Jerry Jones reportedly 'impeding' Roger Goodell contract talks, wants 'big reduction'

Adjust Comment Print

Cowboys owner Jerry Jones is reportedly doing his best to slow down Roger Goodell's latest contract negotiations, adding another awkward twist in the saga involving the Dallas Cowboys, Ezekiel Elliott and the NFL.

"Jerry's not saying, 'Don't hire Roger.' He's saying, 'I hate this [proposed] deal; redo it, '" said one source. That committee decides whether to extend Goodell's contract and sets his compensation level, and it appears Jones is wielding that influence.

Goodell's deal was expected to be completed before this season began, but due to his issues with Jones, his long-term future as National Football League commissioner may very well be in question.

Just a few weeks ago, it was reported that Goodell and the National Football League owners were close to a contract extension that would lock Goodell in through 2024.

Halliburton Company (NYSE:HAL) Under Analyst Spotlight
It is widely believed that a stock's future performance can best be predicted by analyzing prior trends and patterns in price. How has the stock performed recently? As per Saturday, August 22, the company rating was maintained by Evercore.

Some owners believe an extension for Goodell will eventually be agreed upon, but others aren't as sure now that Jones has interjected himself into the process. Jones has gained the support of enough owners that a discussion is being had about how to move forward with Goodell's extension. It's believed Jones is operating as a seventh voice on the committee, standing for the 26 owners not represented on the committee and reportedly believes the commissioner should take a pay cut. Schefter and ESPN's Chris Mortensen suggested Jones simply believes Goodell is being paid too much money.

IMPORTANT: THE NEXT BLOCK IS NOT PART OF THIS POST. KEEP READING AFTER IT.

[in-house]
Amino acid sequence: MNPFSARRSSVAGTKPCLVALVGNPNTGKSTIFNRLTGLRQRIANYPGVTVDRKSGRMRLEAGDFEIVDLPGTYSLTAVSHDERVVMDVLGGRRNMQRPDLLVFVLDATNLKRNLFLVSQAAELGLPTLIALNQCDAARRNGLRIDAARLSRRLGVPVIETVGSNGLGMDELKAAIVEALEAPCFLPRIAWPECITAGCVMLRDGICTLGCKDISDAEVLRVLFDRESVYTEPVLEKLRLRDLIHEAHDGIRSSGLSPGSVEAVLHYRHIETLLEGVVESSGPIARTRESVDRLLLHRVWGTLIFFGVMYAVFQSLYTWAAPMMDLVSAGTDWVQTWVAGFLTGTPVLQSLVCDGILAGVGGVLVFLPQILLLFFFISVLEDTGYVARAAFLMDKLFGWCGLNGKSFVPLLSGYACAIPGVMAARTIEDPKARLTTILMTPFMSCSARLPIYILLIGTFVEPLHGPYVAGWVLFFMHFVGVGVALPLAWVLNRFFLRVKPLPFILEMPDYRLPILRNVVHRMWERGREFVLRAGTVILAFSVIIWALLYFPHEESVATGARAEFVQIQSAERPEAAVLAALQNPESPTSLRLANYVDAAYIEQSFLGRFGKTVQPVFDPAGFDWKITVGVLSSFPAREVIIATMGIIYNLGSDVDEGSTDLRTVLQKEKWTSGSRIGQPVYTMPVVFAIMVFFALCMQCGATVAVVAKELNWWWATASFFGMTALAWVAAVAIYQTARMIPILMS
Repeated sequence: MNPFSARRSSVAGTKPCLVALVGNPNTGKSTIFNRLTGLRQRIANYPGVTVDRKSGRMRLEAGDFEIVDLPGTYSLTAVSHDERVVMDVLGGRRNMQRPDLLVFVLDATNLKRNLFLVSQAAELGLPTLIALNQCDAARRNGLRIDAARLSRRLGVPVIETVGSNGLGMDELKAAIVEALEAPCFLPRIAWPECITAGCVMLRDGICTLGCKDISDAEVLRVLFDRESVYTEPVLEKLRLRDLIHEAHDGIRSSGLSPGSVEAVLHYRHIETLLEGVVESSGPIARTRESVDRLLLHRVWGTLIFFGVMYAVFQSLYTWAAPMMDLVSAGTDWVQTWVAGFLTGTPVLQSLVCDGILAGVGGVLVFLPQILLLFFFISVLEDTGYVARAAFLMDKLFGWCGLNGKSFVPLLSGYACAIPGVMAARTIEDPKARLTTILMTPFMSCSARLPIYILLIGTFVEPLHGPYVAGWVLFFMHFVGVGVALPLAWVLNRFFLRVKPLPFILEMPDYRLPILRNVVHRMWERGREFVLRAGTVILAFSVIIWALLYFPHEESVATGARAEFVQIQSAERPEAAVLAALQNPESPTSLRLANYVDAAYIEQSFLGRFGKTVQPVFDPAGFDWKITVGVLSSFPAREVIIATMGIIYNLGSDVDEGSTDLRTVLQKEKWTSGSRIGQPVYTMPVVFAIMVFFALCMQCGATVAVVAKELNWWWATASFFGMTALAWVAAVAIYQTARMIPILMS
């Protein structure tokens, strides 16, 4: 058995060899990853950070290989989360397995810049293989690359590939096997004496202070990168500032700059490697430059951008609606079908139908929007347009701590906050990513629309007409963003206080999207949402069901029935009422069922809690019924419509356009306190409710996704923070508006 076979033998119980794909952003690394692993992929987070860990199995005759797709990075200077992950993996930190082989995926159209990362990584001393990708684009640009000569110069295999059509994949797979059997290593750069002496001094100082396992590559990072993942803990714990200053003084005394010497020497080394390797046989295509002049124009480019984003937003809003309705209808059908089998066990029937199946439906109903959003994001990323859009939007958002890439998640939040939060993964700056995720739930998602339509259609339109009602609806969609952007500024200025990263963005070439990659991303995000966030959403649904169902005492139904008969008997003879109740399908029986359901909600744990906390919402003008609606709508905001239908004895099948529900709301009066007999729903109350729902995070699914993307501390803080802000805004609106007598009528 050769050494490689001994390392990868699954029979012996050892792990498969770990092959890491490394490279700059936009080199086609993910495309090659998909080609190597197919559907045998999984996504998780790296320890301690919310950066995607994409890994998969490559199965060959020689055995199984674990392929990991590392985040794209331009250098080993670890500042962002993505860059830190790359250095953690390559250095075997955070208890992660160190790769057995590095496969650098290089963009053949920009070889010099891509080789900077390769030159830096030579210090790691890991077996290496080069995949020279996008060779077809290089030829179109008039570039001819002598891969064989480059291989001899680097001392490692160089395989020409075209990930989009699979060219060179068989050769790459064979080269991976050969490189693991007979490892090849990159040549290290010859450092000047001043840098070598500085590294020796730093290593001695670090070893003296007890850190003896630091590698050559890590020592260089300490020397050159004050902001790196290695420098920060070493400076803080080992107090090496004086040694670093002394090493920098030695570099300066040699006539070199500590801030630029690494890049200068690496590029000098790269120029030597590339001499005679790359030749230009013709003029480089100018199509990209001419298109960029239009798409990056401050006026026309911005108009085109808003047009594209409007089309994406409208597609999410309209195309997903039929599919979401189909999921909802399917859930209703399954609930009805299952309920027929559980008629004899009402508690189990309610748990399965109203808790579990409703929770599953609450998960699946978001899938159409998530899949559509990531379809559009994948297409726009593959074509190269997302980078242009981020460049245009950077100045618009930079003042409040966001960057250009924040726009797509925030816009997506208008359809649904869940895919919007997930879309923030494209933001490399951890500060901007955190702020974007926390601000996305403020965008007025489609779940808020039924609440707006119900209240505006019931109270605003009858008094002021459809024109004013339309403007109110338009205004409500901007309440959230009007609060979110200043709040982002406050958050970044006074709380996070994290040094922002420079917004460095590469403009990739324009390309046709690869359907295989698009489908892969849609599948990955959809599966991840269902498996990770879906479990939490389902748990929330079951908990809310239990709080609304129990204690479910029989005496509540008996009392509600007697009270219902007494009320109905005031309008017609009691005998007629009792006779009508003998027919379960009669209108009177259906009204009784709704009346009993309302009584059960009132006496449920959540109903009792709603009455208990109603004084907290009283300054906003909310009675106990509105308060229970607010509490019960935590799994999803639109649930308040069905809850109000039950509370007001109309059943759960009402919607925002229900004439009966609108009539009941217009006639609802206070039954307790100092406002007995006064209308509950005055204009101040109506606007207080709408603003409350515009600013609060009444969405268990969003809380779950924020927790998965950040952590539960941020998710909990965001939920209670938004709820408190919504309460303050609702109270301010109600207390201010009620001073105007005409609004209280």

The members of the NFL's compensation committee include chairman Arthur Blank of the Falcons, Clark Hunt (Chiefs), Robert Kraft (Patriots), John Mara (Giants), Bob McNair (Texans) and Art Rooney II (Steelers).

Goodell has earned more than $200 million since he was elected commissioner in 2006.

But not all owners give Goodell full credit for fueling the league's economic boon, citing the participation of the owners themselves and indicators that troubled times may be on the horizon with uncertain TV ratings, a looming labor battle and a perceived weakening of the league's image. The Cowboys owner apparently is not opposed to Goodell getting an extension, he's just concerned he makes too much money.